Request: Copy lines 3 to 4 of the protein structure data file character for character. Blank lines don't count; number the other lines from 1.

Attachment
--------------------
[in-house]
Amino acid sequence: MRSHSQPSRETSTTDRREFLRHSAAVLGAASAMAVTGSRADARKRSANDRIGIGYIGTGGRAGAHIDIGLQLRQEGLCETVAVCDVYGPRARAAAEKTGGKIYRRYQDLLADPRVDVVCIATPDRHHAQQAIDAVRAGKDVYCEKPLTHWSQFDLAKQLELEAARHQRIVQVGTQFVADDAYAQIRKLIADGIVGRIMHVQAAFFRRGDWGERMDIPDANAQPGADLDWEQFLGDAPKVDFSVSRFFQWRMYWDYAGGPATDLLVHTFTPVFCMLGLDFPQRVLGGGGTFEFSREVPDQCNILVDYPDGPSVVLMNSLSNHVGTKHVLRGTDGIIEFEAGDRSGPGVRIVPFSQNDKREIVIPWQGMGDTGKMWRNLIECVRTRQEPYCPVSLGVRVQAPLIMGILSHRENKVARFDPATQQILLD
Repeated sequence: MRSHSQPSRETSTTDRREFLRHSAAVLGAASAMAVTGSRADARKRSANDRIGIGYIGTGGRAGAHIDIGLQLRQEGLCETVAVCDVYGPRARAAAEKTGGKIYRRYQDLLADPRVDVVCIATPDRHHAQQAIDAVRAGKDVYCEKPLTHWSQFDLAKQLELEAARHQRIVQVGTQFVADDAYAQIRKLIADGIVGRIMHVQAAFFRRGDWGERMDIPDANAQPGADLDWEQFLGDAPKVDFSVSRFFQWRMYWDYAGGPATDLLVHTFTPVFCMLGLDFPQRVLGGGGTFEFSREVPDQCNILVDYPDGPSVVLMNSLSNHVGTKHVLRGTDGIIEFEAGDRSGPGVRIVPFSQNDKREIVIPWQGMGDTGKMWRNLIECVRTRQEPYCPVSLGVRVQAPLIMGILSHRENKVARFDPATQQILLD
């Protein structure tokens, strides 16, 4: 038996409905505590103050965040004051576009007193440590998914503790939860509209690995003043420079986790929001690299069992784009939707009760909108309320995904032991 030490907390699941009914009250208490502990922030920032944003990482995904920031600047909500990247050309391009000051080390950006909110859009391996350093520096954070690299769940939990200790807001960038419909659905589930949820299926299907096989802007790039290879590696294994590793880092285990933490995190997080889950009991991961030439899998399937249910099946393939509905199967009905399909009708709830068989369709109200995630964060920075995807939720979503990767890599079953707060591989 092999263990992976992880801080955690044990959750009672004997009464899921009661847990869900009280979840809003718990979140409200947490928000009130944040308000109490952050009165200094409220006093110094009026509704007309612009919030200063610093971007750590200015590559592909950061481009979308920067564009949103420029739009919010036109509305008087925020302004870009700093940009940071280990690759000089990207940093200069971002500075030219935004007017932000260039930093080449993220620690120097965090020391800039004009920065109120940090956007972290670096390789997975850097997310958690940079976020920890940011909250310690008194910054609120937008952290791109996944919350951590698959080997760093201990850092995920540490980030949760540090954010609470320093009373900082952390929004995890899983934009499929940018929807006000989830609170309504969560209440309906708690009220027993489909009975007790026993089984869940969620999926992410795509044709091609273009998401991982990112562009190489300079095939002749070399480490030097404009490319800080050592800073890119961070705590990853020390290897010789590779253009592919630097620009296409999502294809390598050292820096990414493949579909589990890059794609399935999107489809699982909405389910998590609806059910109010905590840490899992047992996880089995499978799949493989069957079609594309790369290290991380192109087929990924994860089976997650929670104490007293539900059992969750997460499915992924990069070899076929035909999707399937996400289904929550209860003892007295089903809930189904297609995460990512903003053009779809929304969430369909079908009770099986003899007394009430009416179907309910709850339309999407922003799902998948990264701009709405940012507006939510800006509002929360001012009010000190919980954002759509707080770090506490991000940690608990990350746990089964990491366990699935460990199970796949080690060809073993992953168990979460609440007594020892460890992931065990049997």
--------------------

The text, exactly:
Repeated sequence: MRSHSQPSRETSTTDRREFLRHSAAVLGAASAMAVTGSRADARKRSANDRIGIGYIGTGGRAGAHIDIGLQLRQEGLCETVAVCDVYGPRARAAAEKTGGKIYRRYQDLLADPRVDVVCIATPDRHHAQQAIDAVRAGKDVYCEKPLTHWSQFDLAKQLELEAARHQRIVQVGTQFVADDAYAQIRKLIADGIVGRIMHVQAAFFRRGDWGERMDIPDANAQPGADLDWEQFLGDAPKVDFSVSRFFQWRMYWDYAGGPATDLLVHTFTPVFCMLGLDFPQRVLGGGGTFEFSREVPDQCNILVDYPDGPSVVLMNSLSNHVGTKHVLRGTDGIIEFEAGDRSGPGVRIVPFSQNDKREIVIPWQGMGDTGKMWRNLIECVRTRQEPYCPVSLGVRVQAPLIMGILSHRENKVARFDPATQQILLD
């Protein structure tokens, strides 16, 4: 038996409905505590103050965040004051576009007193440590998914503790939860509209690995003043420079986790929001690299069992784009939707009760909108309320995904032991 030490907390699941009914009250208490502990922030920032944003990482995904920031600047909500990247050309391009000051080390950006909110859009391996350093520096954070690299769940939990200790807001960038419909659905589930949820299926299907096989802007790039290879590696294994590793880092285990933490995190997080889950009991991961030439899998399937249910099946393939509905199967009905399909009708709830068989369709109200995630964060920075995807939720979503990767890599079953707060591989 092999263990992976992880801080955690044990959750009672004997009464899921009661847990869900009280979840809003718990979140409200947490928000009130944040308000109490952050009165200094409220006093110094009026509704007309612009919030200063610093971007750590200015590559592909950061481009979308920067564009949103420029739009919010036109509305008087925020302004870009700093940009940071280990690759000089990207940093200069971002500075030219935004007017932000260039930093080449993220620690120097965090020391800039004009920065109120940090956007972290670096390789997975850097997310958690940079976020920890940011909250310690008194910054609120937008952290791109996944919350951590698959080997760093201990850092995920540490980030949760540090954010609470320093009373900082952390929004995890899983934009499929940018929807006000989830609170309504969560209440309906708690009220027993489909009975007790026993089984869940969620999926992410795509044709091609273009998401991982990112562009190489300079095939002749070399480490030097404009490319800080050592800073890119961070705590990853020390290897010789590779253009592919630097620009296409999502294809390598050292820096990414493949579909589990890059794609399935999107489809699982909405389910998590609806059910109010905590840490899992047992996880089995499978799949493989069957079609594309790369290290991380192109087929990924994860089976997650929670104490007293539900059992969750997460499915992924990069070899076929035909999707399937996400289904929550209860003892007295089903809930189904297609995460990512903003053009779809929304969430369909079908009770099986003899007394009430009416179907309910709850339309999407922003799902998948990264701009709405940012507006939510800006509002929360001012009010000190919980954002759509707080770090506490991000940690608990990350746990089964990491366990699935460990199970796949080690060809073993992953168990979460609440007594020892460890992931065990049997």